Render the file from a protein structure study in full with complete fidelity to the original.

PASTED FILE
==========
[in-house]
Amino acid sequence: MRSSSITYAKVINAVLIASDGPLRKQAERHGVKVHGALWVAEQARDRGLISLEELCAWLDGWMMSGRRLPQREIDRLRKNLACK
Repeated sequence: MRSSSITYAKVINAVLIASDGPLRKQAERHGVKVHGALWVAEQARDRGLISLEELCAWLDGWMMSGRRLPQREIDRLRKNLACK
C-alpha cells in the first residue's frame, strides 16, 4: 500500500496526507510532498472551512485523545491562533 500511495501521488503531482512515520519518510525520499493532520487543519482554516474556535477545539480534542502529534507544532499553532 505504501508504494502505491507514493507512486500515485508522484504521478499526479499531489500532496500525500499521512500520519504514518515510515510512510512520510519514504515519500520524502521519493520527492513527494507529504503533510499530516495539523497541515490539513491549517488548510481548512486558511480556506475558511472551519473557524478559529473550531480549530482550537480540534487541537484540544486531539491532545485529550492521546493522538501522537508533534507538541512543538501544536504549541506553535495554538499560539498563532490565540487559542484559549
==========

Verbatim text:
[in-house]
Amino acid sequence: MRSSSITYAKVINAVLIASDGPLRKQAERHGVKVHGALWVAEQARDRGLISLEELCAWLDGWMMSGRRLPQREIDRLRKNLACK
Repeated sequence: MRSSSITYAKVINAVLIASDGPLRKQAERHGVKVHGALWVAEQARDRGLISLEELCAWLDGWMMSGRRLPQREIDRLRKNLACK
C-alpha cells in the first residue's frame, strides 16, 4: 500500500496526507510532498472551512485523545491562533 500511495501521488503531482512515520519518510525520499493532520487543519482554516474556535477545539480534542502529534507544532499553532 505504501508504494502505491507514493507512486500515485508522484504521478499526479499531489500532496500525500499521512500520519504514518515510515510512510512520510519514504515519500520524502521519493520527492513527494507529504503533510499530516495539523497541515490539513491549517488548510481548512486558511480556506475558511472551519473557524478559529473550531480549530482550537480540534487541537484540544486531539491532545485529550492521546493522538501522537508533534507538541512543538501544536504549541506553535495554538499560539498563532490565540487559542484559549